As you may know, our current standard model can only deal with around four percent of the mass-energy in the universe, with the rest consisting of dark matter and dark energy that are both invisible and almost impossible to detect.

A theory that explained the precise process behind the origin of the universe, and it's ultimate fate, would also be very nice to have.

Unfortunately, as you know, this theory has not yet been developed....

But it is the role of physics to work continually towards such a theory. As part of this process, our current atomic model, which is very accurate in describing a limited set of physical phenomena and behaviour, would be incorporated into this newer model of reality.

An example of this process, developed over the last century, is General Relativity, which explains the universe much more accurately than our previous theory, (the Newtonian Model). But we still use Newtonian physics to guide space. probes to land on Mars, in the same way that we can use our current atomic theory to explain Brownian motion.

Personally, I don't ever expect a full / complete theory linking all aspects of physics. We have more questions than ever today. My intention in this answer is to argue that an "asymptotic" (sorry, I can't think of a more appropriate word) process, achieving better and better models, each new one based on the previous model, is hopefully what will occur in the (far) future.

• "why the speed of light is found to be 300,000,000 metres per second" Isn't the answer to this that the speed of light is what it is and that our units for speed are eight orders of magnitude lower has to do with how much energy you get from eating a ham sandwich vs converting half your mass to momentum? Good answer but the example could be something else. – JollyJoker Dec 3 '18 at 13:12
• I don't know - I kinda like the speed-of-light example. It's one thing to say, "The speed of light is simply the definition of a hard-coded constant of the universe" - and another to say, "The speed of light is simply the planck length divided by the planck second" or something similar. In other words, why is it not 400 million meters/second? Or 200 million? We don't know. All we know is the value itself, not a deeper understanding of why that particular value is the number that it is. – Kevin Dec 3 '18 at 17:09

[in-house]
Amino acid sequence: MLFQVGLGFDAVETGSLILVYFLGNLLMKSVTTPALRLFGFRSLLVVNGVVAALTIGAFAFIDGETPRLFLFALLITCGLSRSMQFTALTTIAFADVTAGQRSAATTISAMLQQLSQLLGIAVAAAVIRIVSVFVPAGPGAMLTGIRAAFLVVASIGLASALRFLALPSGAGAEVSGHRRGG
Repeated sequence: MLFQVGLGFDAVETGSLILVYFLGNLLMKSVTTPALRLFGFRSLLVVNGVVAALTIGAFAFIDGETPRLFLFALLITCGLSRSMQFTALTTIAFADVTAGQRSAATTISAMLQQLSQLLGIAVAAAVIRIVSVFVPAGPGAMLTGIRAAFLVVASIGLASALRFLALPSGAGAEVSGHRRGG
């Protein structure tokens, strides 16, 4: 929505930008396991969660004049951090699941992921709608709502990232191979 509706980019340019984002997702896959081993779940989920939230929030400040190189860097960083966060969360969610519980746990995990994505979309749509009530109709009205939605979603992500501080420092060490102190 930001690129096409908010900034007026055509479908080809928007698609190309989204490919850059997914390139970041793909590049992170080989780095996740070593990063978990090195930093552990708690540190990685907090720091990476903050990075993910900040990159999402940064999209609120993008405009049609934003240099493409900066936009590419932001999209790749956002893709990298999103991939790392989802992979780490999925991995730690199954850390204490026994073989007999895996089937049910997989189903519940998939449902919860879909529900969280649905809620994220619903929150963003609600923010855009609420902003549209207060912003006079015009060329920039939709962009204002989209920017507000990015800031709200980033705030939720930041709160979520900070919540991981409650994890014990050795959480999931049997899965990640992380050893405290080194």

• The number is chosen by definition, but the quantity, the ratio of length to time regardless of our unit system, is a property of the universe. Our language about quantities makes it really hard to fully grasp this abstraction. – Ian Dec 3 '18 at 18:03
• That quote is great. Why couldn't my textbooks have awesome quotes like that? I've had countless discussions with people who are ultimately dissapointed when I point out that this is how science really works, and none of their science courses even mentioned this, much less focused on it – Cort Ammon Dec 3 '18 at 18:39
• @jpmc26 I agree completely with you, I don't ever expect a full / complete "why" answer to physics questions. My intention was to convey the concept of an "asymptotic" (sorry, I can't think of a more appropriate word) process of discovery to the OP, I.e. achieving better and better models. I should have stressed this more explicitly in the above. – user214814 Dec 3 '18 at 22:41

I think that the best answer to this question was given by Einstein in the introduction of his 1905 paper on the theory of brownian motion (the title was actually "On the movement of small particles suspended in a stationary liquid demanded by the molecular kinetic theory of heat", which is already quite illuminating):